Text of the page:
If you are one of those Google users who have published their Google Docs and Spreadsheets publicly, then probably it is time for you to wake up and rethink your decision. Because chances are great that soon your *private* document that you published last summer could very well show up in future search engine results. In a recent announcement Google declared that they are going to index publicly published documents on Google Docs and Spreadsheets. Here is an excerpt of Google’s actual announcement:
“In about two weeks we will be launching a change for published docs. The change will allow published docs that are linked to from a public website to be crawled and indexed, which means they can appear in search results you see on Google.com and other search engines.
Please note that this only applies to docs which you explicitly publish using the ‘Publish as web page’ or ‘Publish/embed’ option, and which are linked to from a publicly crawled webpage. This doesn’t apply if it’s only set to ‘Allow anyone with the link to view (no sign-in required)’. This is a very exciting change as your published docs linked to from public websites will reach a much wider audience of people.”
Google Indexing Your Publicly Published Docs! Evil or Not-Evil?
Yes Google, you bet this is a very exciting change for people who had shared their documents publicly in the past and never cared to foresee such a possibility. Moreover, two weeks seem incredibly short notice for such a big change. IMO, users who have “private” but published documents are going to be quite upset to find they are suddenly being indexed by Google! How would someone know for sure if a publicly crawled web page has linked to her published document? It would be much better if one could CHOOSE whether or not her documents should be indexed. At the moment the only way to ensure that your published document doesn’t show up in search results, is to actually unpublish it. This, however, may not be an easy and practical solution for many publishers; especially those who have been using Google Docs and Spreadsheets for years now and have published hundreds of documents via these services.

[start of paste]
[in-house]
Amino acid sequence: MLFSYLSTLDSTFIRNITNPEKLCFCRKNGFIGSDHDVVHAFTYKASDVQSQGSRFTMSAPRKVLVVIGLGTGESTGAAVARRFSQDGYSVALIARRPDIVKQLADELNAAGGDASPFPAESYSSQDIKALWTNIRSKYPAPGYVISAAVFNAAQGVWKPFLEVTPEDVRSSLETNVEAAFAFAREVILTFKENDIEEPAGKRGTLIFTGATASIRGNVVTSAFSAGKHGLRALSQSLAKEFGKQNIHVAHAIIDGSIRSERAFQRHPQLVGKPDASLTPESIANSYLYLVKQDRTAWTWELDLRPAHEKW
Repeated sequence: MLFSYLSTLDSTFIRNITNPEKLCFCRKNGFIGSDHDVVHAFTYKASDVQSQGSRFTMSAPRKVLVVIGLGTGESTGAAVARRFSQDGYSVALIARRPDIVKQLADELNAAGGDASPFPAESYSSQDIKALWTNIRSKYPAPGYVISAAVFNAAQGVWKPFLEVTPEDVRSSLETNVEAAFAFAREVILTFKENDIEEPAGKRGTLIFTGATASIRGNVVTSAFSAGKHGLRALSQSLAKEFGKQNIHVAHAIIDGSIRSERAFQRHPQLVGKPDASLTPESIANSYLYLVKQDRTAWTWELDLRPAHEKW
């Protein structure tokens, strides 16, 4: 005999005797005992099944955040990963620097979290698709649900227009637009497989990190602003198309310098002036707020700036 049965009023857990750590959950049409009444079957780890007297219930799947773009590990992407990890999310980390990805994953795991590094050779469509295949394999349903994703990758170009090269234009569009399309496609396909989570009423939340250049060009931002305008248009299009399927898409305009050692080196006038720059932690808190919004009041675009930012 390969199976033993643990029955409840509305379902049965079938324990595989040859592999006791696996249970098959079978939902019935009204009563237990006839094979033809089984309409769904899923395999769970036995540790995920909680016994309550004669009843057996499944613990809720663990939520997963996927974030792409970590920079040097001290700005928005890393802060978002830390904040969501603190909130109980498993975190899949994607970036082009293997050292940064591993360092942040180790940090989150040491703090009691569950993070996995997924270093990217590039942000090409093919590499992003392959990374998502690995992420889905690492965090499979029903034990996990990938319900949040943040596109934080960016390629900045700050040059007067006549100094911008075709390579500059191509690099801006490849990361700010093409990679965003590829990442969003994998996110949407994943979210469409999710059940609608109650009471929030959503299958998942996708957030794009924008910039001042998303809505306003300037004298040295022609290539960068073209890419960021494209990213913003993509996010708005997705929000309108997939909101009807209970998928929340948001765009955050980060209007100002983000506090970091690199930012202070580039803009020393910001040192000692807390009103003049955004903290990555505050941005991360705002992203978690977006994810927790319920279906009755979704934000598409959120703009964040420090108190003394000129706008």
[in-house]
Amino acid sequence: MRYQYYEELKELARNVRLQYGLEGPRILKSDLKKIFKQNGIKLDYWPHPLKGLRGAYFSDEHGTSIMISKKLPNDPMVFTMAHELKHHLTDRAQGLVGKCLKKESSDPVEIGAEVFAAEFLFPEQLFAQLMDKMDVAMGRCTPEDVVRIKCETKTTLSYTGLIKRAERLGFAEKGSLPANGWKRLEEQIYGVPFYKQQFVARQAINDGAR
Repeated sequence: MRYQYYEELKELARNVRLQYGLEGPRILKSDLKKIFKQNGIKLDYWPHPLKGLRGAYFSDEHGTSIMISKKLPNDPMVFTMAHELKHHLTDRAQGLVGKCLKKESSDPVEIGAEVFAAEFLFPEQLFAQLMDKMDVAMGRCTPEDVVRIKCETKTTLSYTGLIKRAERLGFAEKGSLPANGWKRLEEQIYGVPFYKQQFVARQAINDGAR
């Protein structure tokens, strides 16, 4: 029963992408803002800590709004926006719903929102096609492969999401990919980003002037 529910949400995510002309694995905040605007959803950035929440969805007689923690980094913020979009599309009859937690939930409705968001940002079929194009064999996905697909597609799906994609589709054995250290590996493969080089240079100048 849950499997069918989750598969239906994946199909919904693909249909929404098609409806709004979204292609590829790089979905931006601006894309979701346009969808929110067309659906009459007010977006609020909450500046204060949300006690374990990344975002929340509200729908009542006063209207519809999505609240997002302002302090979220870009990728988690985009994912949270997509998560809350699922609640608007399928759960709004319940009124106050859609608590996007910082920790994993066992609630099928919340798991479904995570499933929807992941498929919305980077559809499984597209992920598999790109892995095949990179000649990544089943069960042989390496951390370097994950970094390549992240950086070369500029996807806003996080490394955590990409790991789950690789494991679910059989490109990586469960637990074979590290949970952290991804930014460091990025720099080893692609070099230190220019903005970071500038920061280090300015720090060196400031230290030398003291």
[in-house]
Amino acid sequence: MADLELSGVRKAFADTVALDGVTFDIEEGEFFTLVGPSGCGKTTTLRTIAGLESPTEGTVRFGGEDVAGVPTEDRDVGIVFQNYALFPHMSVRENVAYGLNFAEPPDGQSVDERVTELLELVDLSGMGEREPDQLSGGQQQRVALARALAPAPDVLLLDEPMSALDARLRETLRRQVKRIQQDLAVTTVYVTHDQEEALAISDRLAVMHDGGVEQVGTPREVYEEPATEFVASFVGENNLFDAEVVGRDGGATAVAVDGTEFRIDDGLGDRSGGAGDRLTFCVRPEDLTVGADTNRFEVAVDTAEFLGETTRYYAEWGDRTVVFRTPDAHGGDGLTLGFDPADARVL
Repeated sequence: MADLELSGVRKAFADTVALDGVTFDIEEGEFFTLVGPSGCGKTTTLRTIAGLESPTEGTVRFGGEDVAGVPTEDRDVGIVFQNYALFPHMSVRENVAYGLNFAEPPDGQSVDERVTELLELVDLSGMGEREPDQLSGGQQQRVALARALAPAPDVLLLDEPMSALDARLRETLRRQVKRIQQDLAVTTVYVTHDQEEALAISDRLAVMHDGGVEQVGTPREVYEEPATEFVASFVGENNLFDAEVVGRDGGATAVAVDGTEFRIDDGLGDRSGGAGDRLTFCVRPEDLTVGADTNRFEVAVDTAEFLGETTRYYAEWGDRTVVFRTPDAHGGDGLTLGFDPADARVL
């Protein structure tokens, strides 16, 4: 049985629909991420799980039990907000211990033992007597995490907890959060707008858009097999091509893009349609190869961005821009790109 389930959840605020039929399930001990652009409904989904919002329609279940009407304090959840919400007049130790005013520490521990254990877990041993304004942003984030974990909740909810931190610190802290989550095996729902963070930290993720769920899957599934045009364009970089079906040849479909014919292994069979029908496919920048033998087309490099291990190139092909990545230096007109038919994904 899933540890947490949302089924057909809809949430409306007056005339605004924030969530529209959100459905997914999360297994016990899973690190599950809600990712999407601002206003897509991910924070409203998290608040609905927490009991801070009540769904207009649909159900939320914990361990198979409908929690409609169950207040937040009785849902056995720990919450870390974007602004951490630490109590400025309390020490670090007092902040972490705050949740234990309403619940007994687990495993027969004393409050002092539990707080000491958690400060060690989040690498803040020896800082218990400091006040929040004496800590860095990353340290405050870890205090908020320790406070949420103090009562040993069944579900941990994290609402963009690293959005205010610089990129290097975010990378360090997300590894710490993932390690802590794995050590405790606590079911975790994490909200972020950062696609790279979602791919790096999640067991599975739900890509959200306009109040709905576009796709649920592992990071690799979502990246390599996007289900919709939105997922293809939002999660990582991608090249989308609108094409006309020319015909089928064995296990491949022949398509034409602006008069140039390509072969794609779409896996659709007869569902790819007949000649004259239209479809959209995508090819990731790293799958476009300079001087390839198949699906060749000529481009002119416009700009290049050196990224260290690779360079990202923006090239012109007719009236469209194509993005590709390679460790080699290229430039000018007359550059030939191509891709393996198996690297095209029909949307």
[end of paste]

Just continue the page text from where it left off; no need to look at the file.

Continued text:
While Google continues to display its power through these sudden dictatorial decisions, it makes one wonder if it is worth the trouble for the search engine giant to annoy its loyal user base. As the line of privacy becomes thinner, Google is taking yet another step to make sure that web user’s privacy is once again breached in the name of transparency and data accessibility. Dear Google, isn’t it Evil?